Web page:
During the Triassic period 230 million years ago, the earth's continents were joined as one supercontinent known as Pangaea. North Carolina lay nestled against present-day Mauritania on the west coast of Africa. The Atlantic Ocean basin was just beginning to form a rift between the land masses that eventually would account for the depletion of fossil records in later eras. The only fossilized bones that have been recovered in the state from this period are teeth of a small plant-eating dinosaur called Pekinosaurus. These fossils, some of the oldest in the world, were found in Triassic red basins around Pekin.
A mudstone quarry that straddles the Virginia-North Carolina border contains what may be the oldest sets of dinosaur tracks on the East Coast. The tracks, which are located near Leaksville Junction along the Dan River Basin, were made during the Late Triassic period by Grallator, a three-toed, bipedal carnivore, and by Atreipus, a primitive, quadrupedal dinosaur.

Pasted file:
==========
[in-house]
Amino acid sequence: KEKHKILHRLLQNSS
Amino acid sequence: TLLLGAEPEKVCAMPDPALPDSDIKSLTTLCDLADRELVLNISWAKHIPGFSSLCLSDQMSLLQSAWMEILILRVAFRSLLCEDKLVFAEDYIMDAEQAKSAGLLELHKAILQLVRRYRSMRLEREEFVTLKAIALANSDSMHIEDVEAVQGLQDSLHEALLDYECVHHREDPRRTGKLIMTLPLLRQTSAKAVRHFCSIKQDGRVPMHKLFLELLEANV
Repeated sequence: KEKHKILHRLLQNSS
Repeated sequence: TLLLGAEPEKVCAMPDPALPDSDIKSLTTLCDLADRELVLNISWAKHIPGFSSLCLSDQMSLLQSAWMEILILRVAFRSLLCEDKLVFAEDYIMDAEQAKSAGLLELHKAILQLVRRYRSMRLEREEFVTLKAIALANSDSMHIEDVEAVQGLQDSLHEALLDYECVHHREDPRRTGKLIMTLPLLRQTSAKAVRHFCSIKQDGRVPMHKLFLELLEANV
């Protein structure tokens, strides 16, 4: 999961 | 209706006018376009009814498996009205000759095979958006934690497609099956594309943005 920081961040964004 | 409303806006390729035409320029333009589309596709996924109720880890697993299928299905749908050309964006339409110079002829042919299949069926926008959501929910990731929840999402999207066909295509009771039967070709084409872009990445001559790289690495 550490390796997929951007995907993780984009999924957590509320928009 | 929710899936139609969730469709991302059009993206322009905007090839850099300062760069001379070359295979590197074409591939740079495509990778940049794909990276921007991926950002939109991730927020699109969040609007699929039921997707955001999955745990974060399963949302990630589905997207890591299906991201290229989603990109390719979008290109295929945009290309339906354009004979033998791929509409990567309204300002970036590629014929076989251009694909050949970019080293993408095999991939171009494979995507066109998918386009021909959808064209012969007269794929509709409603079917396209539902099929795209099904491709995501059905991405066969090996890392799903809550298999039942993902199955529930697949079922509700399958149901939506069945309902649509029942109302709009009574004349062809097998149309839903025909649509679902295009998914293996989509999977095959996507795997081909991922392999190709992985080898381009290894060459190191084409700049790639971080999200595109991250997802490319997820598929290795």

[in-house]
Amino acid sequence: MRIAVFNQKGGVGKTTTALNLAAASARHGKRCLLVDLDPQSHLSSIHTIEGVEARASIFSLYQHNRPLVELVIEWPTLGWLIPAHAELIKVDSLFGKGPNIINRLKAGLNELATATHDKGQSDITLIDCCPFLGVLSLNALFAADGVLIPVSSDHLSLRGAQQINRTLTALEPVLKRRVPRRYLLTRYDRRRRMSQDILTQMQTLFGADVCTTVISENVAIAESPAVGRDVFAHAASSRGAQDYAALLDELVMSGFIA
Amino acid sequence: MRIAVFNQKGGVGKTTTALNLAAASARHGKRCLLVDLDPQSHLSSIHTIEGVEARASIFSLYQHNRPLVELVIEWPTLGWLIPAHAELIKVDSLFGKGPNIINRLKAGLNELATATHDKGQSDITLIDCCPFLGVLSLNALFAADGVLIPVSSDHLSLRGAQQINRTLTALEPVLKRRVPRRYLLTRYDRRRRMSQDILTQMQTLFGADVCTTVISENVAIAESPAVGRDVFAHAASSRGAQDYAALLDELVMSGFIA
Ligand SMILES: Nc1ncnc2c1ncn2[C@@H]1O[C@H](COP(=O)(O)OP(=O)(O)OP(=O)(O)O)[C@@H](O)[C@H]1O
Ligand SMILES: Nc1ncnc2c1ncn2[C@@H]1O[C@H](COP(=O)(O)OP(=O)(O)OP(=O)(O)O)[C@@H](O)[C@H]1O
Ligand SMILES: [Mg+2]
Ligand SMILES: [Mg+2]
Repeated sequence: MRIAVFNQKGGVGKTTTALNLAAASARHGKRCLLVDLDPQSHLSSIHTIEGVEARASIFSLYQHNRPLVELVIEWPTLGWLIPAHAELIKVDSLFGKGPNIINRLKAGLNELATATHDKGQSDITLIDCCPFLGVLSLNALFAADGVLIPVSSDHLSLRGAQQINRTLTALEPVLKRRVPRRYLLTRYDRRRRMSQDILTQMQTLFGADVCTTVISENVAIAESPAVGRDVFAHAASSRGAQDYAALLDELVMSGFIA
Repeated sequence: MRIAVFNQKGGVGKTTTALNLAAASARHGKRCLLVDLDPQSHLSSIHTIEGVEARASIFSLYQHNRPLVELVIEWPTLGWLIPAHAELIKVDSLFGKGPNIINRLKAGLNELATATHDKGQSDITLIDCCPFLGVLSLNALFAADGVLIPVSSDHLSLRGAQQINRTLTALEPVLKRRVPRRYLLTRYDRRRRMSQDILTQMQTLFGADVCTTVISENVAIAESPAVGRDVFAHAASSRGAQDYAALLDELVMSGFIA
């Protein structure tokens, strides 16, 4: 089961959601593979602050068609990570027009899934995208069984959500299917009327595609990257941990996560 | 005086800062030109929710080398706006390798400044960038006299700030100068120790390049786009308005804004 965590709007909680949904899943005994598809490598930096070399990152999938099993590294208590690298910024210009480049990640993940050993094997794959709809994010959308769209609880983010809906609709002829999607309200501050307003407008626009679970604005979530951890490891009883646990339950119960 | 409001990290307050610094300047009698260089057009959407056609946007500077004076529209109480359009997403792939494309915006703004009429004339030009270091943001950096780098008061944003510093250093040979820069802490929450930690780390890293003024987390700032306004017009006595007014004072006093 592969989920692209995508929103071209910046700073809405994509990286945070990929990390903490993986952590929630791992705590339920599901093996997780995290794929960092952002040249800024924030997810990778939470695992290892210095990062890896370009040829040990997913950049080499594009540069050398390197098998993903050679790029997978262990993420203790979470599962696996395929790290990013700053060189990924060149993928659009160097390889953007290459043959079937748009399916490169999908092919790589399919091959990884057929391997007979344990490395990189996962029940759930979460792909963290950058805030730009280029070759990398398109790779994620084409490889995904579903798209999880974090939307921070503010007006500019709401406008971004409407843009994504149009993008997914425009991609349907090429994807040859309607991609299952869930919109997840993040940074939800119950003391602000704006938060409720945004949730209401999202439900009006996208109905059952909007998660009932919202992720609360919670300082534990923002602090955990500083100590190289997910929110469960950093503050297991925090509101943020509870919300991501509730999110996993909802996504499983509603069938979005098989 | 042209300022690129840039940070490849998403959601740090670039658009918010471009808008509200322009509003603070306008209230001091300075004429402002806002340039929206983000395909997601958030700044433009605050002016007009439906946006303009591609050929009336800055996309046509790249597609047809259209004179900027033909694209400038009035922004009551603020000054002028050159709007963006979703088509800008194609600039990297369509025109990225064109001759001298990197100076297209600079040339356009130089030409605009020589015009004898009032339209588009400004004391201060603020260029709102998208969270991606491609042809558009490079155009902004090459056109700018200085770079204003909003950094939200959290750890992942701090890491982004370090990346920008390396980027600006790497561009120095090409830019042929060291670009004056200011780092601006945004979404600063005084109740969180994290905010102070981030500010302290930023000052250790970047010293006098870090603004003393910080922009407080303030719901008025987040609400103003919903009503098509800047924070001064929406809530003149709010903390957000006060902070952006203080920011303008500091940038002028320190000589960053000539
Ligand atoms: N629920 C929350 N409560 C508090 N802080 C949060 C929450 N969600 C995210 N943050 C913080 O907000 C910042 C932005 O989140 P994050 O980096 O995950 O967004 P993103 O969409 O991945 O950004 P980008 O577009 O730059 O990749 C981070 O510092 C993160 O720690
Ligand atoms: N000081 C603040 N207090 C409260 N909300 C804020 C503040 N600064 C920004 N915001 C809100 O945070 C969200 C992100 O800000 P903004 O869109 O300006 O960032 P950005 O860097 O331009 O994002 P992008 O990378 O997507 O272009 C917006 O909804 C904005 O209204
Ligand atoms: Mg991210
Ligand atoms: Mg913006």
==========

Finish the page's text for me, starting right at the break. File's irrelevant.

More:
Despite scant evidence of their presence, it is likely that North Carolina hosted the full complement of dinosaurs that inhabited other parts of the East Coast, the American Southwest, and western Africa. All of these areas had similar climates and vegetation. After the finds of the Late Triassic, there is a sizable gap in North Carolina's fossil records. During the Late Triassic and most of the Jurassic periods, the Atlantic coastline was extremely high and eroding rapidly toward the west. As the coastline receded, fossil evidence along the East Coast was swept away with the erosion. Paleontologists believe, however, that until approximately 110 million years ago, dinosaurs of the North Carolina area were similar to those in Africa and on the North American continent.